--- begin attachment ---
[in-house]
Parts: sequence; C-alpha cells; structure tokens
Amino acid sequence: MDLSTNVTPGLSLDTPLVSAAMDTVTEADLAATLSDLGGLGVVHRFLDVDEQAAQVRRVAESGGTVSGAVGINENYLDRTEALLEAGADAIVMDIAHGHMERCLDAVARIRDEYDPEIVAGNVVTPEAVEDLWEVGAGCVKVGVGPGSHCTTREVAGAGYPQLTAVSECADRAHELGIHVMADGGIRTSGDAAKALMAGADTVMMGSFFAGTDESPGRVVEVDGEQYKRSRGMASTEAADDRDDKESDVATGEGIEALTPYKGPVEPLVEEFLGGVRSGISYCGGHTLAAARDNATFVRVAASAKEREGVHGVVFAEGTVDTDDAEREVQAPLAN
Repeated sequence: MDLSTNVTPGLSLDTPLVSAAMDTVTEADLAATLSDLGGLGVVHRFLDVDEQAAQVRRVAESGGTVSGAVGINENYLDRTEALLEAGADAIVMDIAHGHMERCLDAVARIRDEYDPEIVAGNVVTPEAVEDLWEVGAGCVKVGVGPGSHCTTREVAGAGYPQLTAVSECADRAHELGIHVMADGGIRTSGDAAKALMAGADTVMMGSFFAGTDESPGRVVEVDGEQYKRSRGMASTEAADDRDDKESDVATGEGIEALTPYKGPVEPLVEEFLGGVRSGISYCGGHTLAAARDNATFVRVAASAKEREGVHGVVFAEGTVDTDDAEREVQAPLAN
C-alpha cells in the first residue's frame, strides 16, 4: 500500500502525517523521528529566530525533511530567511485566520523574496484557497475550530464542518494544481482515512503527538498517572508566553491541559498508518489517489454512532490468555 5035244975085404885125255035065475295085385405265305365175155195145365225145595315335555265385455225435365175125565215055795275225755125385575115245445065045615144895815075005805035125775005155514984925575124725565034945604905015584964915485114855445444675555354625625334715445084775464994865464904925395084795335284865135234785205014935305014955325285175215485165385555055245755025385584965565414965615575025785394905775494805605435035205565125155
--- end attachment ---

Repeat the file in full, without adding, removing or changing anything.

[in-house]
Parts: sequence; C-alpha cells; structure tokens
Amino acid sequence: MDLSTNVTPGLSLDTPLVSAAMDTVTEADLAATLSDLGGLGVVHRFLDVDEQAAQVRRVAESGGTVSGAVGINENYLDRTEALLEAGADAIVMDIAHGHMERCLDAVARIRDEYDPEIVAGNVVTPEAVEDLWEVGAGCVKVGVGPGSHCTTREVAGAGYPQLTAVSECADRAHELGIHVMADGGIRTSGDAAKALMAGADTVMMGSFFAGTDESPGRVVEVDGEQYKRSRGMASTEAADDRDDKESDVATGEGIEALTPYKGPVEPLVEEFLGGVRSGISYCGGHTLAAARDNATFVRVAASAKEREGVHGVVFAEGTVDTDDAEREVQAPLAN
Repeated sequence: MDLSTNVTPGLSLDTPLVSAAMDTVTEADLAATLSDLGGLGVVHRFLDVDEQAAQVRRVAESGGTVSGAVGINENYLDRTEALLEAGADAIVMDIAHGHMERCLDAVARIRDEYDPEIVAGNVVTPEAVEDLWEVGAGCVKVGVGPGSHCTTREVAGAGYPQLTAVSECADRAHELGIHVMADGGIRTSGDAAKALMAGADTVMMGSFFAGTDESPGRVVEVDGEQYKRSRGMASTEAADDRDDKESDVATGEGIEALTPYKGPVEPLVEEFLGGVRSGISYCGGHTLAAARDNATFVRVAASAKEREGVHGVVFAEGTVDTDDAEREVQAPLAN
C-alpha cells in the first residue's frame, strides 16, 4: 500500500502525517523521528529566530525533511530567511485566520523574496484557497475550530464542518494544481482515512503527538498517572508566553491541559498508518489517489454512532490468555 5035244975085404885125255035065475295085385405265305365175155195145365225145595315335555265385455225435365175125565215055795275225755125385575115245445065045615144895815075005805035125775005155514984925575124725565034945604905015584964915485114855445444675555354625625334715445084775464994865464904925395084795335284865135234785205014935305014955325285175215485165385555055245755025385584965565414965615575025785394905775494805605435035205565125155